18 April 2019 | SyoKennex
If you thought the first one was bad...
...Then this is just an insult to the word "bad" as a descriptive word for a film.
Spoilers for the first Teke Teke film here; in the original parent story, we see a typical urban legend horror film that's based around finding out what is going on and how to stop it and can it even be stopped. It's quite a cliche for an urban legend horror film and as much as I didn't enjoy it (I gave the original film 4.0/10), it still made me laugh and have one or two tense moments and jump scares.
I did not want to watch the second film, I only did because leaving a film or drama series unfinished irks my OCD. This was more of a chore for me so maybe I liked it a lot less because I already went into it expecting nothing - but even then I still came out disappointed.
Teketeke 2 is set as a sequel directly onwards from the original Teke Teke film and that is exactly where this film makes its first mistake. This film is only an hour and twelve minutes long, there isn't much time to fit everything in without it being rushed - so they decided that the first 5 minutes of this second film would be a recap of the first. This cut down the film time for the second movie to an hour and 7 minutes.
You would think that this film would be rushed with an overall run time of 67 minutes to fit an entire film into, but, you'd be wrong. The first quarter of this film is so slowly dragged out that I ended up pausing and drinking numerous coffees to keep myself awake watching it. There is so much that is unnecessary for many scenes to include in this for the ultimate movement of the film, that cutting out what isn't necessary at all would bring the film down to maybe 55 minutes in actual length. There is so much you can actually skip when watching this, it is eye-rolling.
After the first quarter of the film, things - thankfully - begin to speed up... and then things just start getting way too rushed. Instead of levelling it out, the directors instead slowed it down as much as possible and then just threw everything in at once instead of cutting out unnecessities and adding in necessities in more detail. You would think after what comes across as quite a rookie director mistake that it would get better but... it doesn't.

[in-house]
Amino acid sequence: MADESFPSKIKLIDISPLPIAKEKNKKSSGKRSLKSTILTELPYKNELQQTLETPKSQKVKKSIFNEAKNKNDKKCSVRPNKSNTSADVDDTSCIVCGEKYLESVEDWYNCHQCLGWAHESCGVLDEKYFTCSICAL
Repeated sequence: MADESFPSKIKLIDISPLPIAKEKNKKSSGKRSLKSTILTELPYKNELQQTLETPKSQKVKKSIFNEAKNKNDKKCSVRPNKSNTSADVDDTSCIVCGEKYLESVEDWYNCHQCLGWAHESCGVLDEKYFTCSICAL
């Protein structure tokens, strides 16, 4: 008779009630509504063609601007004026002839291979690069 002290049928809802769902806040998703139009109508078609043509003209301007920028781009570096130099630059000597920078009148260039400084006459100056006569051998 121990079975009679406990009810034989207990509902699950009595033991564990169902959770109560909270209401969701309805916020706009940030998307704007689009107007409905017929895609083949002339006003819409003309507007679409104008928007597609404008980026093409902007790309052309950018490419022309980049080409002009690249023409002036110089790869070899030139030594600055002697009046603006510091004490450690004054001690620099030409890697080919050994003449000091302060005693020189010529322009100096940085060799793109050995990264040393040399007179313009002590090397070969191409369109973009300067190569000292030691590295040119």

The special effects in this are even worse than in the first film. The blood is unbelievably fake that they are using for these death scenes that I think if I had been able to care what was going on, I would have laughed so loudly it would have hurt. Thankfully, the CGI is a little better than the original film (if you haven't seen the ridiculous and infamous Teke Teke jump gif, you're missing out) but it's still not enough to even try and save this film. The good CGI was an attempt to defibrillate someone who's been dead for six years and unburied from their coffin; they literally just tried to give CPR to a skeleton and called it a day.
If the too slow, then way too rushed ridiculous blood spraying wasn't enough to thoroughly ruin any enjoyment I could have gotten from this film, then they turned it into the Ultime Cliche. Ultimate Cliche x Ultimate Cliche. Not only do they still follow some of the (more unliked) cliches of urban legends films, this becomes an over the top Asian high school kids bullying revenge royale. They have managed to take unliked tropes from urban legends and include some of the most well-liked cliches from high school horror films - probably in an attempt to save some of the film with well-liked tropes - and somehow managed to make tropes that don't get old fall flat on their face ridiculously hard.
This entire film was a mess from start to finish.
And I'm sad; Teke-teke was an urban legend that I discovered when I was quite young. It used to give me nightmares and make me wake up chilled and pulsing with adrenaline. It used to haunt me under the covers and whenever I had to walk home at night alone. The film series was always so enticing to me because I wanted to be scared, I wanted it to spark back those childlike feelings of paranoia and terror.
Unfortunately, the overactive imagination of an eleven-year-old built a better plot in a nightmare than a director could do for a renowned film.
Definitely just skip this film; the first film can get away with a lot of stuff if you let it but the second one doesn't have a chance to hide from a lot of its injustices. Skip this series and watch a different urban legend film; you'll thank me for it in the future when you stumble across this on late night television and realise you were going to watch it long again.